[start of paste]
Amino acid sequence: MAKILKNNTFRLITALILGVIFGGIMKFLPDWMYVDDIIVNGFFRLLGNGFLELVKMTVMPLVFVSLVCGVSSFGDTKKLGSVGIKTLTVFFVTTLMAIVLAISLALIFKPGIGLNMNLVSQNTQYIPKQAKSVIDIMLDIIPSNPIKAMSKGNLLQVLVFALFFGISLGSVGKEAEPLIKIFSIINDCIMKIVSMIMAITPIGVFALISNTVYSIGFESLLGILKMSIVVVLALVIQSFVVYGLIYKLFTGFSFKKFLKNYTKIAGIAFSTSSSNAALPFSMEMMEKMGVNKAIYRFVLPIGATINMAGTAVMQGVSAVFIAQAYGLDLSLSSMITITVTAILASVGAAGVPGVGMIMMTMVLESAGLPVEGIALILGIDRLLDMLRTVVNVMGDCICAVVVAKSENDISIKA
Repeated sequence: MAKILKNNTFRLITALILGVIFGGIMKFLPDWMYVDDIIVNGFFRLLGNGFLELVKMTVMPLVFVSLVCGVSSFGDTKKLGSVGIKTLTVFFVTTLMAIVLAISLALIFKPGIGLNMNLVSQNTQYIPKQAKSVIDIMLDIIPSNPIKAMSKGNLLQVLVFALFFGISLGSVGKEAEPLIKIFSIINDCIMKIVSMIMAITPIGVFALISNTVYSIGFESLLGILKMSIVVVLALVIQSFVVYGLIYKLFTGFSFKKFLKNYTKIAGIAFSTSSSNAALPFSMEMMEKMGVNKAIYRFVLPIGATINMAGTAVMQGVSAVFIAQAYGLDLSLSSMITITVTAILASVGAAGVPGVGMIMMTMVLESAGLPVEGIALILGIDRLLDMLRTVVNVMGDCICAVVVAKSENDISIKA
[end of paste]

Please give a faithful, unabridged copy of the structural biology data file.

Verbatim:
Amino acid sequence: MAKILKNNTFRLITALILGVIFGGIMKFLPDWMYVDDIIVNGFFRLLGNGFLELVKMTVMPLVFVSLVCGVSSFGDTKKLGSVGIKTLTVFFVTTLMAIVLAISLALIFKPGIGLNMNLVSQNTQYIPKQAKSVIDIMLDIIPSNPIKAMSKGNLLQVLVFALFFGISLGSVGKEAEPLIKIFSIINDCIMKIVSMIMAITPIGVFALISNTVYSIGFESLLGILKMSIVVVLALVIQSFVVYGLIYKLFTGFSFKKFLKNYTKIAGIAFSTSSSNAALPFSMEMMEKMGVNKAIYRFVLPIGATINMAGTAVMQGVSAVFIAQAYGLDLSLSSMITITVTAILASVGAAGVPGVGMIMMTMVLESAGLPVEGIALILGIDRLLDMLRTVVNVMGDCICAVVVAKSENDISIKA
Repeated sequence: MAKILKNNTFRLITALILGVIFGGIMKFLPDWMYVDDIIVNGFFRLLGNGFLELVKMTVMPLVFVSLVCGVSSFGDTKKLGSVGIKTLTVFFVTTLMAIVLAISLALIFKPGIGLNMNLVSQNTQYIPKQAKSVIDIMLDIIPSNPIKAMSKGNLLQVLVFALFFGISLGSVGKEAEPLIKIFSIINDCIMKIVSMIMAITPIGVFALISNTVYSIGFESLLGILKMSIVVVLALVIQSFVVYGLIYKLFTGFSFKKFLKNYTKIAGIAFSTSSSNAALPFSMEMMEKMGVNKAIYRFVLPIGATINMAGTAVMQGVSAVFIAQAYGLDLSLSSMITITVTAILASVGAAGVPGVGMIMMTMVLESAGLPVEGIALILGIDRLLDMLRTVVNVMGDCICAVVVAKSENDISIKA